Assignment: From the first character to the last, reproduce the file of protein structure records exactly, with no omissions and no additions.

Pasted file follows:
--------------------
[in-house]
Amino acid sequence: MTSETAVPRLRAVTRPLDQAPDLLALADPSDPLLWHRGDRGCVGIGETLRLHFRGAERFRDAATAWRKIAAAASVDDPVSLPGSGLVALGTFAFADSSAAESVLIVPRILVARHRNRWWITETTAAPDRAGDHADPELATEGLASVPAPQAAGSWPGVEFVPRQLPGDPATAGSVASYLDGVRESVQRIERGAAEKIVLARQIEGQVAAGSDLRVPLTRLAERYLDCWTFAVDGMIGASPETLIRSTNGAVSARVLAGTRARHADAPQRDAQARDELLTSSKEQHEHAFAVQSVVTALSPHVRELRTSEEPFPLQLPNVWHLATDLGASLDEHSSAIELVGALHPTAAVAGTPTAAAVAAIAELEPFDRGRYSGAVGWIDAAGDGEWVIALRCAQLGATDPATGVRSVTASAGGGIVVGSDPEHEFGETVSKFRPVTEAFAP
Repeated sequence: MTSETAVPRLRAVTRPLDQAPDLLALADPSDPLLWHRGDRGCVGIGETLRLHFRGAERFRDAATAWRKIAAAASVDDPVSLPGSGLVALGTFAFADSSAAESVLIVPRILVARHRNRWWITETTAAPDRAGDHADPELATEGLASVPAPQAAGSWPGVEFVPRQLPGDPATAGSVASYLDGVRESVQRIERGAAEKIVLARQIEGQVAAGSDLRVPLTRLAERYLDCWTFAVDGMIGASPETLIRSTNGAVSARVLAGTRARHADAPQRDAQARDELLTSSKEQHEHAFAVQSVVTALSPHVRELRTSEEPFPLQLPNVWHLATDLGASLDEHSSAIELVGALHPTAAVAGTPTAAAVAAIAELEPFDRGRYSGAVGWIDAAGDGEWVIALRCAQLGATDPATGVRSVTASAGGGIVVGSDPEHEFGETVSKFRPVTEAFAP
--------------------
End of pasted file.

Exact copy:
[in-house]
Amino acid sequence: MTSETAVPRLRAVTRPLDQAPDLLALADPSDPLLWHRGDRGCVGIGETLRLHFRGAERFRDAATAWRKIAAAASVDDPVSLPGSGLVALGTFAFADSSAAESVLIVPRILVARHRNRWWITETTAAPDRAGDHADPELATEGLASVPAPQAAGSWPGVEFVPRQLPGDPATAGSVASYLDGVRESVQRIERGAAEKIVLARQIEGQVAAGSDLRVPLTRLAERYLDCWTFAVDGMIGASPETLIRSTNGAVSARVLAGTRARHADAPQRDAQARDELLTSSKEQHEHAFAVQSVVTALSPHVRELRTSEEPFPLQLPNVWHLATDLGASLDEHSSAIELVGALHPTAAVAGTPTAAAVAAIAELEPFDRGRYSGAVGWIDAAGDGEWVIALRCAQLGATDPATGVRSVTASAGGGIVVGSDPEHEFGETVSKFRPVTEAFAP
Repeated sequence: MTSETAVPRLRAVTRPLDQAPDLLALADPSDPLLWHRGDRGCVGIGETLRLHFRGAERFRDAATAWRKIAAAASVDDPVSLPGSGLVALGTFAFADSSAAESVLIVPRILVARHRNRWWITETTAAPDRAGDHADPELATEGLASVPAPQAAGSWPGVEFVPRQLPGDPATAGSVASYLDGVRESVQRIERGAAEKIVLARQIEGQVAAGSDLRVPLTRLAERYLDCWTFAVDGMIGASPETLIRSTNGAVSARVLAGTRARHADAPQRDAQARDELLTSSKEQHEHAFAVQSVVTALSPHVRELRTSEEPFPLQLPNVWHLATDLGASLDEHSSAIELVGALHPTAAVAGTPTAAAVAAIAELEPFDRGRYSGAVGWIDAAGDGEWVIALRCAQLGATDPATGVRSVTASAGGGIVVGSDPEHEFGETVSKFRPVTEAFAP